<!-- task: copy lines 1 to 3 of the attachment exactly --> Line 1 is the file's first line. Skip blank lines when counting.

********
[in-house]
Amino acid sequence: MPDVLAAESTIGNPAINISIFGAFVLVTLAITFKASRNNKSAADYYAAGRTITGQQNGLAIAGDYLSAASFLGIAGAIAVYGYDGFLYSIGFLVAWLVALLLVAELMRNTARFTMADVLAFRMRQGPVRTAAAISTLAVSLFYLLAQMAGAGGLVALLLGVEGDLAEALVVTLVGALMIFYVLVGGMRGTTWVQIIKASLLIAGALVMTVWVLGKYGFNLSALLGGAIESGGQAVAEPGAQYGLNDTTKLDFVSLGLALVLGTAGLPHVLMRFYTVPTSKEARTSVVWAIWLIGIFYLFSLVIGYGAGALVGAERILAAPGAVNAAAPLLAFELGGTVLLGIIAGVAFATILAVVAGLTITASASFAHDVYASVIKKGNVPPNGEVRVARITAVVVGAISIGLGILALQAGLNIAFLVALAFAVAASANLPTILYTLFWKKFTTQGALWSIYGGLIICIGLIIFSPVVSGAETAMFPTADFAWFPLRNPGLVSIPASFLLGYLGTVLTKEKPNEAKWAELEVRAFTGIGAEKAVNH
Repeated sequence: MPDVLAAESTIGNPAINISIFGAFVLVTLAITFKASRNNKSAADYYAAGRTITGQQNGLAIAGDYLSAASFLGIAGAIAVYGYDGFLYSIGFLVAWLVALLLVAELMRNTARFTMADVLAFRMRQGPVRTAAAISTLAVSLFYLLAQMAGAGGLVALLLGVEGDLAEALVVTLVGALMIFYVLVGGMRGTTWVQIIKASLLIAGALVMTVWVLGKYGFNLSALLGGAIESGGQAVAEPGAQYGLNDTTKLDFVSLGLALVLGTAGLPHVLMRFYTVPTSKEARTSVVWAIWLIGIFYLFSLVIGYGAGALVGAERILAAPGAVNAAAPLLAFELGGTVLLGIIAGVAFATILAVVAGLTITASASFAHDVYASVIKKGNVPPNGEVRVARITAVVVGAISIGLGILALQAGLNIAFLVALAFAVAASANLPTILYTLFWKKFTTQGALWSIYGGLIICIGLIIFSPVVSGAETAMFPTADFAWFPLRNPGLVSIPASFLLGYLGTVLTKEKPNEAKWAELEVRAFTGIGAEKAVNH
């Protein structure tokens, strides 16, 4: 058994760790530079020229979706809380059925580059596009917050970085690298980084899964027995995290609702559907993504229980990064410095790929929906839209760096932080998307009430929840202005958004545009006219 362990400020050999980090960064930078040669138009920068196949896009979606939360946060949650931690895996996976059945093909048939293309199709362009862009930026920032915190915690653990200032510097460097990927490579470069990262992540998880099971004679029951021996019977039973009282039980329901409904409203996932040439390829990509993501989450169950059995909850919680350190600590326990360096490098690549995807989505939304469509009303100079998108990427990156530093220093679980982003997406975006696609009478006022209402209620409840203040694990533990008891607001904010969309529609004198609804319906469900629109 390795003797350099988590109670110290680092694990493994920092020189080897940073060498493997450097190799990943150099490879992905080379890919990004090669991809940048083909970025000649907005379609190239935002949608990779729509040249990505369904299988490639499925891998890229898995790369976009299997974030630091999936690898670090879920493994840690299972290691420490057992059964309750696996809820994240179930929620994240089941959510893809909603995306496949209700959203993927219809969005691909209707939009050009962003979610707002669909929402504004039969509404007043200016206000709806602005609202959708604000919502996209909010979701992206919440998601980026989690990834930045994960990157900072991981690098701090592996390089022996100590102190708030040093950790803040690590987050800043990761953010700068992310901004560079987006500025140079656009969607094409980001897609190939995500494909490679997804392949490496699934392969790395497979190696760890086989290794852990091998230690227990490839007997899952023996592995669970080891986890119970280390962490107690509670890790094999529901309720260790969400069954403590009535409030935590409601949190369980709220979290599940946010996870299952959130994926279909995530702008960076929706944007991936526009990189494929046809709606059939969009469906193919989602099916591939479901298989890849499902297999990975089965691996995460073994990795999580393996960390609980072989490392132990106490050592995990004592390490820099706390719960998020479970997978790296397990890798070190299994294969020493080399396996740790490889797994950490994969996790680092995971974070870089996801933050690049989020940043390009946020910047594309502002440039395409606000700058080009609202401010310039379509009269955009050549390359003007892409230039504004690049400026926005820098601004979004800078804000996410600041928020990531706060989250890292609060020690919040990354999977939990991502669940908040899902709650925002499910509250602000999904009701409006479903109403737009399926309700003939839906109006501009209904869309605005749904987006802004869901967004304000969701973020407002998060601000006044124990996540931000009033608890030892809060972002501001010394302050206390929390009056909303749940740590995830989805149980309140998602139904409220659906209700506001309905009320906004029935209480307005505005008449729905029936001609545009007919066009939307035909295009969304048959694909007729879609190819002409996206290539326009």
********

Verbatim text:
[in-house]
Amino acid sequence: MPDVLAAESTIGNPAINISIFGAFVLVTLAITFKASRNNKSAADYYAAGRTITGQQNGLAIAGDYLSAASFLGIAGAIAVYGYDGFLYSIGFLVAWLVALLLVAELMRNTARFTMADVLAFRMRQGPVRTAAAISTLAVSLFYLLAQMAGAGGLVALLLGVEGDLAEALVVTLVGALMIFYVLVGGMRGTTWVQIIKASLLIAGALVMTVWVLGKYGFNLSALLGGAIESGGQAVAEPGAQYGLNDTTKLDFVSLGLALVLGTAGLPHVLMRFYTVPTSKEARTSVVWAIWLIGIFYLFSLVIGYGAGALVGAERILAAPGAVNAAAPLLAFELGGTVLLGIIAGVAFATILAVVAGLTITASASFAHDVYASVIKKGNVPPNGEVRVARITAVVVGAISIGLGILALQAGLNIAFLVALAFAVAASANLPTILYTLFWKKFTTQGALWSIYGGLIICIGLIIFSPVVSGAETAMFPTADFAWFPLRNPGLVSIPASFLLGYLGTVLTKEKPNEAKWAELEVRAFTGIGAEKAVNH
Repeated sequence: MPDVLAAESTIGNPAINISIFGAFVLVTLAITFKASRNNKSAADYYAAGRTITGQQNGLAIAGDYLSAASFLGIAGAIAVYGYDGFLYSIGFLVAWLVALLLVAELMRNTARFTMADVLAFRMRQGPVRTAAAISTLAVSLFYLLAQMAGAGGLVALLLGVEGDLAEALVVTLVGALMIFYVLVGGMRGTTWVQIIKASLLIAGALVMTVWVLGKYGFNLSALLGGAIESGGQAVAEPGAQYGLNDTTKLDFVSLGLALVLGTAGLPHVLMRFYTVPTSKEARTSVVWAIWLIGIFYLFSLVIGYGAGALVGAERILAAPGAVNAAAPLLAFELGGTVLLGIIAGVAFATILAVVAGLTITASASFAHDVYASVIKKGNVPPNGEVRVARITAVVVGAISIGLGILALQAGLNIAFLVALAFAVAASANLPTILYTLFWKKFTTQGALWSIYGGLIICIGLIIFSPVVSGAETAMFPTADFAWFPLRNPGLVSIPASFLLGYLGTVLTKEKPNEAKWAELEVRAFTGIGAEKAVNH